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When Interviewing Always Make Sure Responses Are Original

This could have been bad.

I’m currently writing an article about traveling the New Silk Road for Bloomberg and did the usual array of interviews, etc. One of those interviews was with the director of Xi’an Silk Road Chamber of Commerce. I only had a few, overtly simple questions, so I just sent them over by email. The guy responded within a day.

So far, so normal.

But as I was writing the story up for some reason I started getting a little suspicious of his responses. I’m really not sure what set me off exactly… So I took one of his “quotes” and did a web search for it.

“In Xi’an’s popular Muslim market, the scent of cumin hangs thick in the air over stalls where pomegranate juice and Arabic bread are sold. Lamb, not usually a Han Chinese favorite, is grilled over charcoal braziers.”

A stream of results came back. Shit. It appeared to have been directly lifted from this story here: In ancient city of Xi’an, China hopes to restart the Silk Road.

So I looked up another one of his quotes.

“The Terracotta Warriors attract the most attention but Xi’an’s Muslim Quarter is a real gem and a human link to the city’s illustrious past.”

It was the opening sentence of this article here.

I ran another of his responses.

“Tang West Market was built at the original site of the west market in Chang’an city of Tang Dynasty (618-907). It was the starting point of ancient Silk Road.”

It came from here.

In all the years that I’ve been doing this work I don’t believe I’ve ever had this happen. The guy just cobbled together his responses from already published material. But I have to wonder if it wouldn’t have taken him at least as much time — if not more — to do this than responding directly with original commentary?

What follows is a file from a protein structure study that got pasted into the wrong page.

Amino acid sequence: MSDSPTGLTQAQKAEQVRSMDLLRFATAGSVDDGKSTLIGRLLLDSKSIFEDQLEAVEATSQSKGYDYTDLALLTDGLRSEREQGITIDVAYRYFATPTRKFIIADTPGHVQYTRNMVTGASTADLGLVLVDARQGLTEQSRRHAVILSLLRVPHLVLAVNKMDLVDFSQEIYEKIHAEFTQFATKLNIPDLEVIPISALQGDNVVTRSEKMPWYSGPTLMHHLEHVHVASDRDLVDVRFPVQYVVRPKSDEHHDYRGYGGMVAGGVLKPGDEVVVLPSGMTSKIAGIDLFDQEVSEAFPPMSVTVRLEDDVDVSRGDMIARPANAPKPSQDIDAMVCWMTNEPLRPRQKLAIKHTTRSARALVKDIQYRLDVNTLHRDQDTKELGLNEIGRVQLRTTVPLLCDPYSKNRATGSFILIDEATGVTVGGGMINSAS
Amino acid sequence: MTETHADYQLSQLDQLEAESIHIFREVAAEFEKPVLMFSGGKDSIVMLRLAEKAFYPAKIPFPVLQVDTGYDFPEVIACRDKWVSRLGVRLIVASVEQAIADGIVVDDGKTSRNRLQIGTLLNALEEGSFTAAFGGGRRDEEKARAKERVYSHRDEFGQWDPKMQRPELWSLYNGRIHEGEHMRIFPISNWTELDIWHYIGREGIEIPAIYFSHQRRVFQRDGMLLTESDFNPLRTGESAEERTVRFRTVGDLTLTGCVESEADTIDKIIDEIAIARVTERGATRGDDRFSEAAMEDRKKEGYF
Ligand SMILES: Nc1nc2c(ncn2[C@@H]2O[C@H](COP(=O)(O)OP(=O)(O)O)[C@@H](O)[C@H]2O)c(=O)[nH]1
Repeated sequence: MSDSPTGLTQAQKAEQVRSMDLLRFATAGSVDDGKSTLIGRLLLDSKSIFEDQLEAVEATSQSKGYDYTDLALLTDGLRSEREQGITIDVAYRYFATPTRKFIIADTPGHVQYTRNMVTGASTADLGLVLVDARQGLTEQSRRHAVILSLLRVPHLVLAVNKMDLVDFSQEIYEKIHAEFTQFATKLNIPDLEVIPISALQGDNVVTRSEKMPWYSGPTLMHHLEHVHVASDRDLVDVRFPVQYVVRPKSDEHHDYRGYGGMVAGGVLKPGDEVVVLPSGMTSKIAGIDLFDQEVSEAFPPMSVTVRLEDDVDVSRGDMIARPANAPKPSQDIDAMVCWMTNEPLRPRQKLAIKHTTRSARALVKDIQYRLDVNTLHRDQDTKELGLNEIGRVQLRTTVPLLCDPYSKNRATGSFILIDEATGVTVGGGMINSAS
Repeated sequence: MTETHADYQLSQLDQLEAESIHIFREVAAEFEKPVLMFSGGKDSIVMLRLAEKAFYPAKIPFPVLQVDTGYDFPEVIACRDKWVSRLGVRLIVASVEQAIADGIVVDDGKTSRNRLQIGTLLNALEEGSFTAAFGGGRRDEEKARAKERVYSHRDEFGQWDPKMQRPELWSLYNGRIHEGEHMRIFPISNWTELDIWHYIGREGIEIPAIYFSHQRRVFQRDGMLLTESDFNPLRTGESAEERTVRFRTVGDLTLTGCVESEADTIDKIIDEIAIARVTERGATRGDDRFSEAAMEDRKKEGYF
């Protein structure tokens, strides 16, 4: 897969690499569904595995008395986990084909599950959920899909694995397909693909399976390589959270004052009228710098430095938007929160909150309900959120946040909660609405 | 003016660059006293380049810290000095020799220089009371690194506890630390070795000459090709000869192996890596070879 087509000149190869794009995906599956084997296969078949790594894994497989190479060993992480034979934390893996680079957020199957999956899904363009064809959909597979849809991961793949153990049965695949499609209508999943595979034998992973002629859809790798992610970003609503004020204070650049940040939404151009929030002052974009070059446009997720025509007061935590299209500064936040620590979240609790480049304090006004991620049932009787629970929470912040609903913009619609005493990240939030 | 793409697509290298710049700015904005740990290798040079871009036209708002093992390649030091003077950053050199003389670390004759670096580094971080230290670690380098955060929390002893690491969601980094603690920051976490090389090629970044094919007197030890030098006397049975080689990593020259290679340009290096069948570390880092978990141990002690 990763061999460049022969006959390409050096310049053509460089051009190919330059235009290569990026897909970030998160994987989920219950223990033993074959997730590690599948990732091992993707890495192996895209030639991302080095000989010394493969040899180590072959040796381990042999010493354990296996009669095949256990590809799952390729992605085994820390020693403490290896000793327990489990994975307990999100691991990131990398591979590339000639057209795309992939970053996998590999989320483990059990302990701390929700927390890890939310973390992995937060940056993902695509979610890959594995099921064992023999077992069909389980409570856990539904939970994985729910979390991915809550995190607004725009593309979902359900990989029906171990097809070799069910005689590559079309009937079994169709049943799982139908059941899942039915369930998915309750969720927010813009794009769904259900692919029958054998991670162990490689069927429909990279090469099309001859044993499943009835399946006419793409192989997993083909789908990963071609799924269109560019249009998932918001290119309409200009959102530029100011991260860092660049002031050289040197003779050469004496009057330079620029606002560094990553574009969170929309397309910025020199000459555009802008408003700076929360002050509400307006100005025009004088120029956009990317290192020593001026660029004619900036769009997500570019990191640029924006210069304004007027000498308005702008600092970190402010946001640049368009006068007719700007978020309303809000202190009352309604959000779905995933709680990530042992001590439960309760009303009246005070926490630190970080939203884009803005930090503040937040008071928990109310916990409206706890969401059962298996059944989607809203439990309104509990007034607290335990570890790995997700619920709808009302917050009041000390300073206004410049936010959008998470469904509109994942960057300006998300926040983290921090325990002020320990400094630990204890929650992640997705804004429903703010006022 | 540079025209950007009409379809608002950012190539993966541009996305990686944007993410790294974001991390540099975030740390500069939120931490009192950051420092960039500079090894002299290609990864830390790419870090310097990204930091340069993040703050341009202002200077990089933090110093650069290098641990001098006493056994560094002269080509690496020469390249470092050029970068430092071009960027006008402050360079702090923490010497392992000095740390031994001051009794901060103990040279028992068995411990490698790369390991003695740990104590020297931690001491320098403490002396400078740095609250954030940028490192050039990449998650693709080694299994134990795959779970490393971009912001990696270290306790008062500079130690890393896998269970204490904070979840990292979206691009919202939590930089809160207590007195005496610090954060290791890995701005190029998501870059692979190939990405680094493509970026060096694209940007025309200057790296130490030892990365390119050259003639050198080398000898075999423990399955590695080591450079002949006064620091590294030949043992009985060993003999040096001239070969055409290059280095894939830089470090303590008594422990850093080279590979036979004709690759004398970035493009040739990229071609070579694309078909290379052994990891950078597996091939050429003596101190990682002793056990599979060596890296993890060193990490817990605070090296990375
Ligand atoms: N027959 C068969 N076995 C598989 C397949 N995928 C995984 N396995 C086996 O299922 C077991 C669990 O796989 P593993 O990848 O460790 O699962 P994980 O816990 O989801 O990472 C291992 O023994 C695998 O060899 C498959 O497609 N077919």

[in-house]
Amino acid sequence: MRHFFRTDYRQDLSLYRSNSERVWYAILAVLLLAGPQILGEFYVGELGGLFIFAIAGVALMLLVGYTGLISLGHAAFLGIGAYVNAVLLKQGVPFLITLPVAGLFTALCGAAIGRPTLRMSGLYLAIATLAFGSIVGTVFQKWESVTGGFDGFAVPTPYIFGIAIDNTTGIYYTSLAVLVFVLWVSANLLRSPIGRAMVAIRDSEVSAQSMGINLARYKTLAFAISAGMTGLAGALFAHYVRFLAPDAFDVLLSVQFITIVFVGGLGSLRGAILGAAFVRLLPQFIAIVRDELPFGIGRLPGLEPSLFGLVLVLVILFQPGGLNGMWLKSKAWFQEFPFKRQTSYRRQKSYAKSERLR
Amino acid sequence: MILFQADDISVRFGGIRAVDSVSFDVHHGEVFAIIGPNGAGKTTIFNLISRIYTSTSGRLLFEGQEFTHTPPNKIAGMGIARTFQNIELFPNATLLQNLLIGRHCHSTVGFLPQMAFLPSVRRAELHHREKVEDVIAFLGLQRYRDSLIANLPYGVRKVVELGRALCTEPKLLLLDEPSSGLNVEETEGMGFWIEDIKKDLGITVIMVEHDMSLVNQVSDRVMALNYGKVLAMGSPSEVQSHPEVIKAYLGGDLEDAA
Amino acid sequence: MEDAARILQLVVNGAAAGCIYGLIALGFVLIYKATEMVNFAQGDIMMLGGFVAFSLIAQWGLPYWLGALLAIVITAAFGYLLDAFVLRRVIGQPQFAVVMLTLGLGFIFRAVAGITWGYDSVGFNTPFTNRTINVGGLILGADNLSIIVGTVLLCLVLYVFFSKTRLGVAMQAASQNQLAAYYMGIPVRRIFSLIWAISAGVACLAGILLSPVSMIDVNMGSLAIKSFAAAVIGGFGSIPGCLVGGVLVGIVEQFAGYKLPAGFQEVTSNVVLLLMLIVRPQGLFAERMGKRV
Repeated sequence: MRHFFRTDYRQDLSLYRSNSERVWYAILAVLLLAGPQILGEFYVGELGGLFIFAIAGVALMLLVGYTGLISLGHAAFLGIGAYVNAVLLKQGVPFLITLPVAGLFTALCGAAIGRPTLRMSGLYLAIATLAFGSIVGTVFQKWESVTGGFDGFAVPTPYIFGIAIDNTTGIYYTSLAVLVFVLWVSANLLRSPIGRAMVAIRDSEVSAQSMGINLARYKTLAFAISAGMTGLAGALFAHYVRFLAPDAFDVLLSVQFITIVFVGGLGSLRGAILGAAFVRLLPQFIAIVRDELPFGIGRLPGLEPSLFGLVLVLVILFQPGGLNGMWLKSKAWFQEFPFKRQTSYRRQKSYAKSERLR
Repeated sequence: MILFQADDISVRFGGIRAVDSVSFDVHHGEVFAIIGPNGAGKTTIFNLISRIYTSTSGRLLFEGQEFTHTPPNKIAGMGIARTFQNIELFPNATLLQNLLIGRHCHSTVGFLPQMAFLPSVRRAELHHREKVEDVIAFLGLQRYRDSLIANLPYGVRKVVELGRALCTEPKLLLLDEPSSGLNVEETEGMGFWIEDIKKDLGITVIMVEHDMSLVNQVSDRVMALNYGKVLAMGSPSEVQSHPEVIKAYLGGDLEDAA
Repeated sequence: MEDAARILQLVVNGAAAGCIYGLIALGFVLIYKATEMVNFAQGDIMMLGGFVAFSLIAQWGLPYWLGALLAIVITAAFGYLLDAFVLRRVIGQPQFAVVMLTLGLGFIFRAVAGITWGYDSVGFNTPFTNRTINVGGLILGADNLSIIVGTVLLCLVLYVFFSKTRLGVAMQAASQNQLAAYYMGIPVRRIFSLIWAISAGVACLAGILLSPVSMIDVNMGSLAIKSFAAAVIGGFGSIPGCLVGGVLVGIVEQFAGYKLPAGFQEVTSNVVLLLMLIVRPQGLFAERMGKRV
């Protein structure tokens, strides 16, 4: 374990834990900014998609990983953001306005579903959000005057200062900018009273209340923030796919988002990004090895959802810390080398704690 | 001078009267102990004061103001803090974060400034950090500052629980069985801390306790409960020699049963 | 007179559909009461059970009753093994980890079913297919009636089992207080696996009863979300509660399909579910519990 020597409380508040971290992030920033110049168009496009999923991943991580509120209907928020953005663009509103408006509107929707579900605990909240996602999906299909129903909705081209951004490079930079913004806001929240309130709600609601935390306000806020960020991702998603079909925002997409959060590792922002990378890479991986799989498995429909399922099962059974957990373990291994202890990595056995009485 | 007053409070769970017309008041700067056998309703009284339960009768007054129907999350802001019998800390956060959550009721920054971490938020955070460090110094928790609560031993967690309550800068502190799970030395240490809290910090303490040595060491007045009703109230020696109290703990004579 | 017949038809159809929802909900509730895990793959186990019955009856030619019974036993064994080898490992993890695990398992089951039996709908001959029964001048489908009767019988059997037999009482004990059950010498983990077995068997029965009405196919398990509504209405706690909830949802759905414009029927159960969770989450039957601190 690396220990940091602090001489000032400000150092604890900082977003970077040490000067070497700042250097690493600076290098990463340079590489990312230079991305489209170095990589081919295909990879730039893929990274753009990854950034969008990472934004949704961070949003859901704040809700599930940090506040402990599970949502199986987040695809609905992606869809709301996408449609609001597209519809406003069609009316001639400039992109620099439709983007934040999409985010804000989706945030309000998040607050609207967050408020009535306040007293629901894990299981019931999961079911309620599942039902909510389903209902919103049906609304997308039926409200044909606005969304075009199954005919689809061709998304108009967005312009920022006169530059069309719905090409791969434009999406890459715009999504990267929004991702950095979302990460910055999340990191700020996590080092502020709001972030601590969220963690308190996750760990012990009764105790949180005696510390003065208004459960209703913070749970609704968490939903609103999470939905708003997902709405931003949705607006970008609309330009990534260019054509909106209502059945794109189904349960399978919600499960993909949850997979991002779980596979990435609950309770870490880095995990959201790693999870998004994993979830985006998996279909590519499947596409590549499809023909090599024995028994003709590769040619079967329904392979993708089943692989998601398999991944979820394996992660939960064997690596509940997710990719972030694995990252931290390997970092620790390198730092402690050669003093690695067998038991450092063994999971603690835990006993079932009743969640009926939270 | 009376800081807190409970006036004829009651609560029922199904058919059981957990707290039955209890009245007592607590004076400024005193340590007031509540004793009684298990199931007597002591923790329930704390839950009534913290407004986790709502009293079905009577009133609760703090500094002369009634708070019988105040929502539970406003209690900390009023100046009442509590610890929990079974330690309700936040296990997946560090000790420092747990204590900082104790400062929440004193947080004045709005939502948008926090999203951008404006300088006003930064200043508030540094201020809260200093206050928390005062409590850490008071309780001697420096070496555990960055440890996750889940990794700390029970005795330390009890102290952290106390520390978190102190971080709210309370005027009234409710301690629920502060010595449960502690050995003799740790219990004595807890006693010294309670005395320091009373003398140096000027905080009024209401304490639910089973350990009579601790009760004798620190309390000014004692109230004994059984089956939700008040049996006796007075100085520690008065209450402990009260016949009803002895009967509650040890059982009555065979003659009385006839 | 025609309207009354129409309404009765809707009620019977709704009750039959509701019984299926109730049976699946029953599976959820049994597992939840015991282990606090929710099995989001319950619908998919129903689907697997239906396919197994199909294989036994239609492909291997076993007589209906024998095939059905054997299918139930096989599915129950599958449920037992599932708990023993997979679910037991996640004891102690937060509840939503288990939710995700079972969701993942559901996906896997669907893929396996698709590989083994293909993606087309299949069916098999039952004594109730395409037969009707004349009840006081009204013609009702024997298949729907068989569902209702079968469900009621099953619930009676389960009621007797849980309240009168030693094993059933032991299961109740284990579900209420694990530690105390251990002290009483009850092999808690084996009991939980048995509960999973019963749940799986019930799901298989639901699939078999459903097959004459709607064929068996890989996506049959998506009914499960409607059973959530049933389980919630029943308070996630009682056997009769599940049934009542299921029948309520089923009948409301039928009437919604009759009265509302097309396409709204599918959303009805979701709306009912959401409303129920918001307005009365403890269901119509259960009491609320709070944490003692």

I could go into a discussion of how in China copying what someone else says isn’t the crime that it is in the USA, but I won’t. It was overtly clear that I was interviewing him for original commentary and that I have the ability to do a web search and read previously published articles myself.

I usually don’t do email interviews, and this is one of the reasons why. I took a shortcut for expediency — and the fact that I only had a couple brief, incredibly simple questions — and it nearly backfired.

Filed under: China, Journalism

About the Author:

Wade Shepard is the founder and editor of Vagabond Journey. He has been traveling the world since 1999, through 88 countries. He is the author of the book, Ghost Cities of China, and contributes to The Guardian, Forbes, Bloomberg, The Diplomat, the South China Morning Post, and other publications. has written 3413 posts on Vagabond Journey. Contact the author.

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5 comments… add one

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  • Trevor September 29, 2018, 7:48 pm

    unbelievable but it is China.

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    • Wade Shepard September 29, 2018, 10:18 pm

      It’s really interesting how the culture has a way different take on plagerism and IP and counterfeits. An entire study could be done about it.

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      • Trevor September 30, 2018, 8:40 am

        interestingly fake brands in China are crap but i bought some chinese branded shorts in Bishkek and they lasted for ever. and the fake coffee shops STAR BUCKS or the IKEA scam . copied lock stock and barrel and just add 1cm spacing in the letter spacing and claim its not a copy. but then theres fake coke-cola in central asia.. Osh Bazaar in Bishkek…

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  • Rob September 29, 2018, 8:45 pm

    You got lucky again but the more you practice the luckier you get!

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    • Wade Shepard September 29, 2018, 10:16 pm

      It was nuts, man. I’ve been doing this work for over ten years and have never had that happen before. The craziest part was that the response was actually strung together perfectly and naturally. There was really no indication that it was actually excerpts from at least three different articles put together. Whoever actually did it did an incredible job. What actually made me suspicious was that it was a little too good. Haha!

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